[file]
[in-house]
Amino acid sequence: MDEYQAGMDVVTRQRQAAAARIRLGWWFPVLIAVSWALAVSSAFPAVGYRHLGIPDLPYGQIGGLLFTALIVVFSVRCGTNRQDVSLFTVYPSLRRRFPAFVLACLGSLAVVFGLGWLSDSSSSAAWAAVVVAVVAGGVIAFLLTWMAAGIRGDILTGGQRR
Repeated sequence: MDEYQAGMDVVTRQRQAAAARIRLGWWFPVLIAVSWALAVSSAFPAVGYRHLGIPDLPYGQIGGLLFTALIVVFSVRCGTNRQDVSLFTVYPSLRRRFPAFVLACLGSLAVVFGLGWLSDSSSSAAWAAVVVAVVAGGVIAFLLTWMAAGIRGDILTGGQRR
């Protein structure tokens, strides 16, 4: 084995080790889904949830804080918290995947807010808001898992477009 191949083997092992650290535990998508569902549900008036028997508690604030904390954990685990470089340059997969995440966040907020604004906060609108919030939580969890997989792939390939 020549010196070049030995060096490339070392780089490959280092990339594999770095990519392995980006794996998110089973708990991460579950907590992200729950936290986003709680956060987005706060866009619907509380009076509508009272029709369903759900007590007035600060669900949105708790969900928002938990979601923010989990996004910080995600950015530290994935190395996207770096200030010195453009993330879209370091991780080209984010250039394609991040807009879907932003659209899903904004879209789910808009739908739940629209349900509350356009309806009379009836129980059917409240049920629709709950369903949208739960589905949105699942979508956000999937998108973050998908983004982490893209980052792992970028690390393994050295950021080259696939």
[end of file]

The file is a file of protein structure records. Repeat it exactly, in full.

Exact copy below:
[in-house]
Amino acid sequence: MDEYQAGMDVVTRQRQAAAARIRLGWWFPVLIAVSWALAVSSAFPAVGYRHLGIPDLPYGQIGGLLFTALIVVFSVRCGTNRQDVSLFTVYPSLRRRFPAFVLACLGSLAVVFGLGWLSDSSSSAAWAAVVVAVVAGGVIAFLLTWMAAGIRGDILTGGQRR
Repeated sequence: MDEYQAGMDVVTRQRQAAAARIRLGWWFPVLIAVSWALAVSSAFPAVGYRHLGIPDLPYGQIGGLLFTALIVVFSVRCGTNRQDVSLFTVYPSLRRRFPAFVLACLGSLAVVFGLGWLSDSSSSAAWAAVVVAVVAGGVIAFLLTWMAAGIRGDILTGGQRR
């Protein structure tokens, strides 16, 4: 084995080790889904949830804080918290995947807010808001898992477009 191949083997092992650290535990998508569902549900008036028997508690604030904390954990685990470089340059997969995440966040907020604004906060609108919030939580969890997989792939390939 020549010196070049030995060096490339070392780089490959280092990339594999770095990519392995980006794996998110089973708990991460579950907590992200729950936290986003709680956060987005706060866009619907509380009076509508009272029709369903759900007590007035600060669900949105708790969900928002938990979601923010989990996004910080995600950015530290994935190395996207770096200030010195453009993330879209370091991780080209984010250039394609991040807009879907932003659209899903904004879209789910808009739908739940629209349900509350356009309806009379009836129980059917409240049920629709709950369903949208739960589905949105699942979508956000999937998108973050998908983004982490893209980052792992970028690390393994050295950021080259696939």